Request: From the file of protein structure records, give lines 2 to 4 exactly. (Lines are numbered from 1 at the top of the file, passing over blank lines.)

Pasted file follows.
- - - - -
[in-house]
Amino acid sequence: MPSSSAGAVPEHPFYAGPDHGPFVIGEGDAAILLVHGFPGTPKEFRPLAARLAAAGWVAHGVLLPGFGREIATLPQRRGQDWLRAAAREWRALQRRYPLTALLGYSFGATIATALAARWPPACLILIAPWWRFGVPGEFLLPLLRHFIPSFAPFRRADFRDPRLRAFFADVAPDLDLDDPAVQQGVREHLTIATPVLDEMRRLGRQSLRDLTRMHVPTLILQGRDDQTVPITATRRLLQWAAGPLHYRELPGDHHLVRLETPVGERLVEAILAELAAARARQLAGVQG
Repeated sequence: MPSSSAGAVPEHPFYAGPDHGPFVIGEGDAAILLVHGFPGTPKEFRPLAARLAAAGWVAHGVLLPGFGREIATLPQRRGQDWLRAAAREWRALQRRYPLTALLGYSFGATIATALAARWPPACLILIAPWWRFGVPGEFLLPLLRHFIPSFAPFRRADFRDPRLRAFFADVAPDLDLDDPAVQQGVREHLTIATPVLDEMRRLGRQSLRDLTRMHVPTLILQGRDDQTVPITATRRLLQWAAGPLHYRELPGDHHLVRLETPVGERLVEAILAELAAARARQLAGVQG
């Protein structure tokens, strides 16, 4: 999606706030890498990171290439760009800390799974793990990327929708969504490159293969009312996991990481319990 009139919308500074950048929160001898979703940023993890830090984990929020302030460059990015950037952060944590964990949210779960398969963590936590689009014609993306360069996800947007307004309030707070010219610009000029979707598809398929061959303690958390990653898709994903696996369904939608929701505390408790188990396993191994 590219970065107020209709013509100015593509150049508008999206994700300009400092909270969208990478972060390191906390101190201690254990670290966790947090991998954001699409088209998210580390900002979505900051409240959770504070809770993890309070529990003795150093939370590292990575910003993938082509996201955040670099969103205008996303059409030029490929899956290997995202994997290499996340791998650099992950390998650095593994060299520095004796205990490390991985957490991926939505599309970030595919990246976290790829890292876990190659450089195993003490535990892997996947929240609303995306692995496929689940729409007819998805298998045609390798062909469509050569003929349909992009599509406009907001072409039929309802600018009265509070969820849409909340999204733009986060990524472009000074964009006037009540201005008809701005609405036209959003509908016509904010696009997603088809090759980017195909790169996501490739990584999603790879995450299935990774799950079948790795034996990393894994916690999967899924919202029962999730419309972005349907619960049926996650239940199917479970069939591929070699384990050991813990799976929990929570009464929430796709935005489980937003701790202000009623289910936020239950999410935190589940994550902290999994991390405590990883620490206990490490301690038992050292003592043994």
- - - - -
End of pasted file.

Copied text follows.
Amino acid sequence: MPSSSAGAVPEHPFYAGPDHGPFVIGEGDAAILLVHGFPGTPKEFRPLAARLAAAGWVAHGVLLPGFGREIATLPQRRGQDWLRAAAREWRALQRRYPLTALLGYSFGATIATALAARWPPACLILIAPWWRFGVPGEFLLPLLRHFIPSFAPFRRADFRDPRLRAFFADVAPDLDLDDPAVQQGVREHLTIATPVLDEMRRLGRQSLRDLTRMHVPTLILQGRDDQTVPITATRRLLQWAAGPLHYRELPGDHHLVRLETPVGERLVEAILAELAAARARQLAGVQG
Repeated sequence: MPSSSAGAVPEHPFYAGPDHGPFVIGEGDAAILLVHGFPGTPKEFRPLAARLAAAGWVAHGVLLPGFGREIATLPQRRGQDWLRAAAREWRALQRRYPLTALLGYSFGATIATALAARWPPACLILIAPWWRFGVPGEFLLPLLRHFIPSFAPFRRADFRDPRLRAFFADVAPDLDLDDPAVQQGVREHLTIATPVLDEMRRLGRQSLRDLTRMHVPTLILQGRDDQTVPITATRRLLQWAAGPLHYRELPGDHHLVRLETPVGERLVEAILAELAAARARQLAGVQG
């Protein structure tokens, strides 16, 4: 999606706030890498990171290439760009800390799974793990990327929708969504490159293969009312996991990481319990 009139919308500074950048929160001898979703940023993890830090984990929020302030460059990015950037952060944590964990949210779960398969963590936590689009014609993306360069996800947007307004309030707070010219610009000029979707598809398929061959303690958390990653898709994903696996369904939608929701505390408790188990396993191994 590219970065107020209709013509100015593509150049508008999206994700300009400092909270969208990478972060390191906390101190201690254990670290966790947090991998954001699409088209998210580390900002979505900051409240959770504070809770993890309070529990003795150093939370590292990575910003993938082509996201955040670099969103205008996303059409030029490929899956290997995202994997290499996340791998650099992950390998650095593994060299520095004796205990490390991985957490991926939505599309970030595919990246976290790829890292876990190659450089195993003490535990892997996947929240609303995306692995496929689940729409007819998805298998045609390798062909469509050569003929349909992009599509406009907001072409039929309802600018009265509070969820849409909340999204733009986060990524472009000074964009006037009540201005008809701005609405036209959003509908016509904010696009997603088809090759980017195909790169996501490739990584999603790879995450299935990774799950079948790795034996990393894994916690999967899924919202029962999730419309972005349907619960049926996650239940199917479970069939591929070699384990050991813990799976929990929570009464929430796709935005489980937003701790202000009623289910936020239950999410935190589940994550902290999994991390405590990883620490206990490490301690038992050292003592043994």